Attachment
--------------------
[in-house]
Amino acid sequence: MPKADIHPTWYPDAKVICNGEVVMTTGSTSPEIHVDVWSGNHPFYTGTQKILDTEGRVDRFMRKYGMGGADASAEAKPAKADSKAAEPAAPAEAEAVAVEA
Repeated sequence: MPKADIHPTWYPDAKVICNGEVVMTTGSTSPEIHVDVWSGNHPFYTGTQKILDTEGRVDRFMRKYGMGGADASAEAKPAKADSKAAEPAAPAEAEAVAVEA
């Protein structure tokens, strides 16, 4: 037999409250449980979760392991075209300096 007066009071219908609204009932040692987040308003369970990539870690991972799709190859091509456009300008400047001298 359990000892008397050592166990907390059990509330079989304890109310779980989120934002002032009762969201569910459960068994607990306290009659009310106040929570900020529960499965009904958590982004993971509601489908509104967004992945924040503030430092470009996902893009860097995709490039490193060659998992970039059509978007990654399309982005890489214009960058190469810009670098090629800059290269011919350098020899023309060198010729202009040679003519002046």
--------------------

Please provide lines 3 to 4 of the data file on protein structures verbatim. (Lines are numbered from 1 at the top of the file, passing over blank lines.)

Repeated sequence: MPKADIHPTWYPDAKVICNGEVVMTTGSTSPEIHVDVWSGNHPFYTGTQKILDTEGRVDRFMRKYGMGGADASAEAKPAKADSKAAEPAAPAEAEAVAVEA
């Protein structure tokens, strides 16, 4: 037999409250449980979760392991075209300096 007066009071219908609204009932040692987040308003369970990539870690991972799709190859091509456009300008400047001298 359990000892008397050592166990907390059990509330079989304890109310779980989120934002002032009762969201569910459960068994607990306290009659009310106040929570900020529960499965009904958590982004993971509601489908509104967004992945924040503030430092470009996902893009860097995709490039490193060659998992970039059509978007990654399309982005890489214009960058190469810009670098090629800059290269011919350098020899023309060198010729202009040679003519002046």